Ford’s Theatre National Historic Site in Washington, D.C. has decided not to sell the bestselling book, Killing Lincoln by Bill O’Reilly and Martin Dugard. The decision was made following a thorough review of the book by Deputy Superintendent, Rae Emerson. I don’t have any problem with the NPS making such a decision; in fact, I applaud it. The NPS review is included in the Salon article for your consideration. When I posted the article to the Civil War Memory page one of my readers responded that she had canceled her order for it. That got me thinking. Let me be clear, there are plenty of mistakes in this book, but I still wonder whether they render the book unreadable.
The most glaring mistake, in my mind, comes at chapter 39. What follows is taken from the report:
Chapter 39: “Booth’s second act of preparation that afternoon was using a pen knife to carve a very small peephole in the back wall of the state box. Now he looks through the hole to get a better view of the president.”
“Despite all attempts to prove, without success, that the hole in the door to box 7 was bored by Booth that same afternoon, a recent letter from Frank Ford of New York City (to Olszewski, April 13, 1962) may clarify the fact. In part, his letter states:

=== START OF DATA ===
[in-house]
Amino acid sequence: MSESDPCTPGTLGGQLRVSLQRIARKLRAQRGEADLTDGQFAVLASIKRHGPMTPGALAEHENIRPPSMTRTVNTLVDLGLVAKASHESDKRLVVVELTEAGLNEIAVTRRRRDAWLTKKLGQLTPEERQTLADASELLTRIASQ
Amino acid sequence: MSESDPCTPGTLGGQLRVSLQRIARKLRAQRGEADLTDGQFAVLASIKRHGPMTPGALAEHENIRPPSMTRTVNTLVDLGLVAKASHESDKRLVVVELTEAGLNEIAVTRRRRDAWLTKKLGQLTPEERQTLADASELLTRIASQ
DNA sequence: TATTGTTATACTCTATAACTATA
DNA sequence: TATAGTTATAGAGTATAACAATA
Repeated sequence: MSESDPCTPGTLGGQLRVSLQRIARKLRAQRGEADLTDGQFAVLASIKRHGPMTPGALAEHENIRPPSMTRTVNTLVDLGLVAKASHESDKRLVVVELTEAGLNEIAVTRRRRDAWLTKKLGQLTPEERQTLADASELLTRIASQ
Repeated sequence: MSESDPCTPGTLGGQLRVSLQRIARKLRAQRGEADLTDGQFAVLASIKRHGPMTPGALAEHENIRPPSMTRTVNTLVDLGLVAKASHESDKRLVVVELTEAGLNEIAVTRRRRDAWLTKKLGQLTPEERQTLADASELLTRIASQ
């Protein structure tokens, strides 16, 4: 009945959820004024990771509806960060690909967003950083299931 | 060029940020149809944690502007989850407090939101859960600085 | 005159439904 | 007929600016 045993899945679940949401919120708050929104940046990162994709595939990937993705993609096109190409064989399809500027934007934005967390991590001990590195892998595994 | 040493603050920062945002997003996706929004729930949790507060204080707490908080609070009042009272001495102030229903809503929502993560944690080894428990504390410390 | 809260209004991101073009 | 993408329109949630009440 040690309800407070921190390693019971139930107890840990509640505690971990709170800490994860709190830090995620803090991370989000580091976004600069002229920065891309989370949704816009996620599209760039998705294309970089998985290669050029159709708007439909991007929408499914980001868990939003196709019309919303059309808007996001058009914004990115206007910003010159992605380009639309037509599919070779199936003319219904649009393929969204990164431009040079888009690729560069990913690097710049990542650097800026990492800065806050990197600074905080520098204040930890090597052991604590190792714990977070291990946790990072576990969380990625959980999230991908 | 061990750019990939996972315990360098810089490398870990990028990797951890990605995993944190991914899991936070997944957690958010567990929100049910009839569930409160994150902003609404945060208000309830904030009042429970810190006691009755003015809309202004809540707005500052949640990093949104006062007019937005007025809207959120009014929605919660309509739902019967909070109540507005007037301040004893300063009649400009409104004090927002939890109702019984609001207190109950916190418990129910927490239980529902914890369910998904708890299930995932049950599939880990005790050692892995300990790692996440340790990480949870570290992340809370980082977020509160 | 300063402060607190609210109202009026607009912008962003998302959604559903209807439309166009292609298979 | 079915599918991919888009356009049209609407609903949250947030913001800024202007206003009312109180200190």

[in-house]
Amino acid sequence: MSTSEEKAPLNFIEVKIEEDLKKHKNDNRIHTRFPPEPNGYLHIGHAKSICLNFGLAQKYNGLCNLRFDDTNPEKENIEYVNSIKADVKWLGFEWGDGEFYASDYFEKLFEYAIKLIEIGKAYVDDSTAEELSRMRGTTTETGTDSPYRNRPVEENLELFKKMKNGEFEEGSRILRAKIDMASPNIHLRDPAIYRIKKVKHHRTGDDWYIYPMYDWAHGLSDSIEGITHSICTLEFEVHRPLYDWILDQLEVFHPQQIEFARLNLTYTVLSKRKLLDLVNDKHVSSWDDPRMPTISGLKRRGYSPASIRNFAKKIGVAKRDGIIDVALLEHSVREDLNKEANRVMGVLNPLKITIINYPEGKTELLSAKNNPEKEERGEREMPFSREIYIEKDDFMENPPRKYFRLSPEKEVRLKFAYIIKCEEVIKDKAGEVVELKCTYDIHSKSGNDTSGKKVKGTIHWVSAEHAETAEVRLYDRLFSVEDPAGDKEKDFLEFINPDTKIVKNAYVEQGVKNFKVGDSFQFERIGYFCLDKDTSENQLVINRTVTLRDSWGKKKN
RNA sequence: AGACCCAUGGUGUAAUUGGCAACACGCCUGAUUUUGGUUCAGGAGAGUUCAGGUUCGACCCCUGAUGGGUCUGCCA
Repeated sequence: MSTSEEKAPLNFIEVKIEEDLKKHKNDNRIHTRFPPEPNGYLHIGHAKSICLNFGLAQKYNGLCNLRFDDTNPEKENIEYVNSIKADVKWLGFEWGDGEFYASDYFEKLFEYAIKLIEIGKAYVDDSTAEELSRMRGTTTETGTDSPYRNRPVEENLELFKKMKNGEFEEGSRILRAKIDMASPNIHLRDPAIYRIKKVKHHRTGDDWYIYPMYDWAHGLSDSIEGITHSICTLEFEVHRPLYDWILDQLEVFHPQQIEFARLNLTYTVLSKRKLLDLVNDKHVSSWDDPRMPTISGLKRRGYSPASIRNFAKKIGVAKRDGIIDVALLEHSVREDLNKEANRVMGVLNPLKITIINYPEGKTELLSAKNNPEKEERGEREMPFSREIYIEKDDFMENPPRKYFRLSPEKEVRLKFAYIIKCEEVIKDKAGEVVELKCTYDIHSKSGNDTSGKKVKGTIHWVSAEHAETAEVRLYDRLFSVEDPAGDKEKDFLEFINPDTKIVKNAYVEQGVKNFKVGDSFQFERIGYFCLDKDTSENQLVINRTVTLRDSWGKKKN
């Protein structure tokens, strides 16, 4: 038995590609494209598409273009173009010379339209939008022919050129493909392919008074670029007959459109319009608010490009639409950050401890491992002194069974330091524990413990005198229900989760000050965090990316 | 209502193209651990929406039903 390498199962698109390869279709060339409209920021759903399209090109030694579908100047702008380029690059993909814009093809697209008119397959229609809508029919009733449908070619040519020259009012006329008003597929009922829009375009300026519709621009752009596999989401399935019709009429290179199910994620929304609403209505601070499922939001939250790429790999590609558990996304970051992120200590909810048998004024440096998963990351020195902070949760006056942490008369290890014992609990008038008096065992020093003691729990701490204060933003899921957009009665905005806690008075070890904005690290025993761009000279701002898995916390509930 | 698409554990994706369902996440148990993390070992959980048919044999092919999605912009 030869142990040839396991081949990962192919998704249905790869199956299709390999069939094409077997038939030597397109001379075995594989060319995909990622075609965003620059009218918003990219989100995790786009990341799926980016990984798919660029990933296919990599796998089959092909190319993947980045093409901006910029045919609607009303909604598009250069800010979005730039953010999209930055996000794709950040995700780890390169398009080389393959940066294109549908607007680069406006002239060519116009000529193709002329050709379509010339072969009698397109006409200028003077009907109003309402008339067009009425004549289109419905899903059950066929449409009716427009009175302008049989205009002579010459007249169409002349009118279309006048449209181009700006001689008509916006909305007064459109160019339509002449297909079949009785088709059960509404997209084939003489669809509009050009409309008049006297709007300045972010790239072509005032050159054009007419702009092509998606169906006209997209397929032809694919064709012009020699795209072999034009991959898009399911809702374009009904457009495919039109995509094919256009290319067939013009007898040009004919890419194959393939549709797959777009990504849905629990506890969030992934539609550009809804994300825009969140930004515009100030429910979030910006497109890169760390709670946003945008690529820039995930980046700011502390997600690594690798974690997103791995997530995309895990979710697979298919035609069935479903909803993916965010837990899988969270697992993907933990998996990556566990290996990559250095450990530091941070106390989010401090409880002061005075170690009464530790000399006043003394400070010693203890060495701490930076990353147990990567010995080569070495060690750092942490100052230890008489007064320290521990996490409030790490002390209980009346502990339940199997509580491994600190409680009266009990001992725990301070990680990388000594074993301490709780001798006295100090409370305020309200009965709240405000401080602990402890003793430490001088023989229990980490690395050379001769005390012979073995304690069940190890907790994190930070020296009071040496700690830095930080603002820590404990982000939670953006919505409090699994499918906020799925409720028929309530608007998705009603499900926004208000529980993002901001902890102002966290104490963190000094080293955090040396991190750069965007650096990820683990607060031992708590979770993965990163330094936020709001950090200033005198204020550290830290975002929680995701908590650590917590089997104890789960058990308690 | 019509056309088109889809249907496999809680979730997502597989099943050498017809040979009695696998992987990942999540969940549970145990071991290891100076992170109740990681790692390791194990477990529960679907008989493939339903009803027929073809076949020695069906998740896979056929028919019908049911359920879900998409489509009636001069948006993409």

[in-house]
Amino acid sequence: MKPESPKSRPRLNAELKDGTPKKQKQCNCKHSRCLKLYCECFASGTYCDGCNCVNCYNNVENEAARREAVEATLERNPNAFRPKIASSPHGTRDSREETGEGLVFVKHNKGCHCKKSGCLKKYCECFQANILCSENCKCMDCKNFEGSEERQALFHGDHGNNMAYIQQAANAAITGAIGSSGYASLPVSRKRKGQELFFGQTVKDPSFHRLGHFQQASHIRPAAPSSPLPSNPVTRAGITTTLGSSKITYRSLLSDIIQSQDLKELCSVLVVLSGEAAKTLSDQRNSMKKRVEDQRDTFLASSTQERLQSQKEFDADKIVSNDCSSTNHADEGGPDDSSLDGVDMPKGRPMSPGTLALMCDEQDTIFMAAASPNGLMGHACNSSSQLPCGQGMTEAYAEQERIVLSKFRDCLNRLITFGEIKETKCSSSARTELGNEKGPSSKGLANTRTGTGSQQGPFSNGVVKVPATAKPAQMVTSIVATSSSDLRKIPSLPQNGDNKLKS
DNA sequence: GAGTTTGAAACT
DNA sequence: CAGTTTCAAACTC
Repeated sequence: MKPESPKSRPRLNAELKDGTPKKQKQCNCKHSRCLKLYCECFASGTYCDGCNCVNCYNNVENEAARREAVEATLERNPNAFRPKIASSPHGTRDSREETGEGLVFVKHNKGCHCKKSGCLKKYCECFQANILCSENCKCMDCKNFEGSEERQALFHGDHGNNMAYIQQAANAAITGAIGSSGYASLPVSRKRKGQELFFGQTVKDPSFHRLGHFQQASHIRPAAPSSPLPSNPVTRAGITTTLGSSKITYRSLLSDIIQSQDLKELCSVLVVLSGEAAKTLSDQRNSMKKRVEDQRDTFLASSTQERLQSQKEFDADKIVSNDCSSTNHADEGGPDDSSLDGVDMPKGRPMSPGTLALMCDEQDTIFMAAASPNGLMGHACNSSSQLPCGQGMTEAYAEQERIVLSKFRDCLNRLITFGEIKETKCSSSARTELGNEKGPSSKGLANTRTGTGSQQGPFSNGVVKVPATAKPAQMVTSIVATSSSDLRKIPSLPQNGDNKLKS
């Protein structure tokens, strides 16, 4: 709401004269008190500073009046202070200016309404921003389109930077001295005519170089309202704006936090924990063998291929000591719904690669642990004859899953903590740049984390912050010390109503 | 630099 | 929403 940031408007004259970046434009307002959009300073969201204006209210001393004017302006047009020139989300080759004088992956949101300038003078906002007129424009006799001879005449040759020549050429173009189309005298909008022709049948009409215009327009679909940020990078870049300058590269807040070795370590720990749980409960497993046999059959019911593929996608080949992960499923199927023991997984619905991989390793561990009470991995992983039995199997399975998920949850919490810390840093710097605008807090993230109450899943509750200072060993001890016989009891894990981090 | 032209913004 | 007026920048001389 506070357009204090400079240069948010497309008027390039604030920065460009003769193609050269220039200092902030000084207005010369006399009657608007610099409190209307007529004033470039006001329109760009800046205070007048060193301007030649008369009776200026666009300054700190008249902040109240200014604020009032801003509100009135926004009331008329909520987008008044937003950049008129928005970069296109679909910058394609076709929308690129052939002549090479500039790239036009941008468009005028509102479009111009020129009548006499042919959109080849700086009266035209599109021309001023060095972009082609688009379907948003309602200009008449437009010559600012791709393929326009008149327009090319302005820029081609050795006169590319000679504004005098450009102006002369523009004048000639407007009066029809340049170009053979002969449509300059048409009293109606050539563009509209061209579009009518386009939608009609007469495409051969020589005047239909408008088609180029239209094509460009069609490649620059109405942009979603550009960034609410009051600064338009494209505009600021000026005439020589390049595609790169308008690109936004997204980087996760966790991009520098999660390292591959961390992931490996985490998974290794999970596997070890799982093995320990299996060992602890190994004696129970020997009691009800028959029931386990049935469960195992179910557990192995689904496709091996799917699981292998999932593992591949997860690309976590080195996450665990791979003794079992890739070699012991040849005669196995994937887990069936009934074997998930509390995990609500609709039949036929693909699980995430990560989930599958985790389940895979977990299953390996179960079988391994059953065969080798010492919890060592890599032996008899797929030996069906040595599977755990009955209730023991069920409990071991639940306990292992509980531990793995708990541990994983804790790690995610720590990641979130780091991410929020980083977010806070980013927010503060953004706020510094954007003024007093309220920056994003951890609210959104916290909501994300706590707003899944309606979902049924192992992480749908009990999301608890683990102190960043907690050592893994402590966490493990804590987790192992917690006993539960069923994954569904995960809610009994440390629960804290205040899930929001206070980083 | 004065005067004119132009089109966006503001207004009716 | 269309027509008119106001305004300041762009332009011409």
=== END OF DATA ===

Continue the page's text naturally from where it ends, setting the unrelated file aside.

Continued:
As I told you on your visit here in New York, I say again and unequivocally that John Wilkes Booth did not bore the hole in the door leading to the box President Lincoln occupied the night of the assassination, April 14, 1865 . . .
The hole was bored by my father, Harry Clay Ford, or rather on his orders, and was bored for the very simple reason it would allow the guard, on Parker, easy opportunity whenever he so desired to look into the box rather than to open the inner door to check on the presidential party . . ..
The rest seem to me to be minor mistakes. Of course, part of the problem is that we have no idea what sources were consulted or how they were evaluated. Again, this is not meant in any way as an endorsement of the book. That said, I have to wonder: Does the NPS carry out such a thorough review for every title in their store or is this a special case given the book’s popularity? Will we not find minor mistakes and some sloppy writing in some of these other titles that the NPS has for sale? What about the kids books? I can certainly recommend a short list of books on Lincoln’s assassination that are more carefully written and entertaining, but it’s not clear to me where that leaves us with O’Reilly’s book. Any thoughts?